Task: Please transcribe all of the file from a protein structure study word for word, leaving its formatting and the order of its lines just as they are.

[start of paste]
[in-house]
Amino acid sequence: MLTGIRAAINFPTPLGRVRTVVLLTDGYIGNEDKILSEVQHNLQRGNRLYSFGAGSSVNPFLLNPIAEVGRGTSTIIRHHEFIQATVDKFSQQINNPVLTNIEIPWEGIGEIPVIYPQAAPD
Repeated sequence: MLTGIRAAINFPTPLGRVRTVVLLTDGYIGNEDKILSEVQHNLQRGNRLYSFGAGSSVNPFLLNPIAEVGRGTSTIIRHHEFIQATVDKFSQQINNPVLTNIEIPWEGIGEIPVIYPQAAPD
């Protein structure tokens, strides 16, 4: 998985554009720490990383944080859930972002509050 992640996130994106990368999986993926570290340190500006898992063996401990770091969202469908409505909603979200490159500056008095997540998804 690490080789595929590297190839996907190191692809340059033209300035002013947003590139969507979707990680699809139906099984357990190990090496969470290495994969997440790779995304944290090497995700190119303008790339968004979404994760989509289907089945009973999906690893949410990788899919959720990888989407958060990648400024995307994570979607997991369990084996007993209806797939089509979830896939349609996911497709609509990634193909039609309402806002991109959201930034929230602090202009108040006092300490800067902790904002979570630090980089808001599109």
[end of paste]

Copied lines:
[in-house]
Amino acid sequence: MLTGIRAAINFPTPLGRVRTVVLLTDGYIGNEDKILSEVQHNLQRGNRLYSFGAGSSVNPFLLNPIAEVGRGTSTIIRHHEFIQATVDKFSQQINNPVLTNIEIPWEGIGEIPVIYPQAAPD
Repeated sequence: MLTGIRAAINFPTPLGRVRTVVLLTDGYIGNEDKILSEVQHNLQRGNRLYSFGAGSSVNPFLLNPIAEVGRGTSTIIRHHEFIQATVDKFSQQINNPVLTNIEIPWEGIGEIPVIYPQAAPD
């Protein structure tokens, strides 16, 4: 998985554009720490990383944080859930972002509050 992640996130994106990368999986993926570290340190500006898992063996401990770091969202469908409505909603979200490159500056008095997540998804 690490080789595929590297190839996907190191692809340059033209300035002013947003590139969507979707990680699809139906099984357990190990090496969470290495994969997440790779995304944290090497995700190119303008790339968004979404994760989509289907089945009973999906690893949410990788899919959720990888989407958060990648400024995307994570979607997991369990084996007993209806797939089509979830896939349609996911497709609509990634193909039609309402806002991109959201930034929230602090202009108040006092300490800067902790904002979570630090980089808001599109």